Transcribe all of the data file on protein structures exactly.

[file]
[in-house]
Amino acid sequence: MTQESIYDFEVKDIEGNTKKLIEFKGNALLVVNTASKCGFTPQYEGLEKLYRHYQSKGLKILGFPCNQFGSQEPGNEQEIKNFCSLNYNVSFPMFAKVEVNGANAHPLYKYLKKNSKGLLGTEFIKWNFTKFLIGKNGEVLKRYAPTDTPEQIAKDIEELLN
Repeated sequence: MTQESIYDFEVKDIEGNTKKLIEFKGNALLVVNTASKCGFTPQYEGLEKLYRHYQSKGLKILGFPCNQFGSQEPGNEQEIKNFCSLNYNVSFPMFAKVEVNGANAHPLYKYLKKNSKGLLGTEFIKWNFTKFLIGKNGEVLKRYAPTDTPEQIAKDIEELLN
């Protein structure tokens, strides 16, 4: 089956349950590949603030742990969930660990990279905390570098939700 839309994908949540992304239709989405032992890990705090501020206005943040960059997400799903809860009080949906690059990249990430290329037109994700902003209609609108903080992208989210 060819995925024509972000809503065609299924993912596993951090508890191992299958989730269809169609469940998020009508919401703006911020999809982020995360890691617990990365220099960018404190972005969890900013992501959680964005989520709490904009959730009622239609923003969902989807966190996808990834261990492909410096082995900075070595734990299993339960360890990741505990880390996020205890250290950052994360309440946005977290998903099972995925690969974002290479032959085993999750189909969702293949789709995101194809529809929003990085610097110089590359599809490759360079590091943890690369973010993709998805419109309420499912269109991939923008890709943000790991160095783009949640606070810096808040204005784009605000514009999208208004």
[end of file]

[in-house]
Amino acid sequence: MTQESIYDFEVKDIEGNTKKLIEFKGNALLVVNTASKCGFTPQYEGLEKLYRHYQSKGLKILGFPCNQFGSQEPGNEQEIKNFCSLNYNVSFPMFAKVEVNGANAHPLYKYLKKNSKGLLGTEFIKWNFTKFLIGKNGEVLKRYAPTDTPEQIAKDIEELLN
Repeated sequence: MTQESIYDFEVKDIEGNTKKLIEFKGNALLVVNTASKCGFTPQYEGLEKLYRHYQSKGLKILGFPCNQFGSQEPGNEQEIKNFCSLNYNVSFPMFAKVEVNGANAHPLYKYLKKNSKGLLGTEFIKWNFTKFLIGKNGEVLKRYAPTDTPEQIAKDIEELLN
């Protein structure tokens, strides 16, 4: 089956349950590949603030742990969930660990990279905390570098939700 839309994908949540992304239709989405032992890990705090501020206005943040960059997400799903809860009080949906690059990249990430290329037109994700902003209609609108903080992208989210 060819995925024509972000809503065609299924993912596993951090508890191992299958989730269809169609469940998020009508919401703006911020999809982020995360890691617990990365220099960018404190972005969890900013992501959680964005989520709490904009959730009622239609923003969902989807966190996808990834261990492909410096082995900075070595734990299993339960360890990741505990880390996020205890250290950052994360309440946005977290998903099972995925690969974002290479032959085993999750189909969702293949789709995101194809529809929003990085610097110089590359599809490759360079590091943890690369973010993709998805419109309420499912269109991939923008890709943000790991160095783009949640606070810096808040204005784009605000514009999208208004």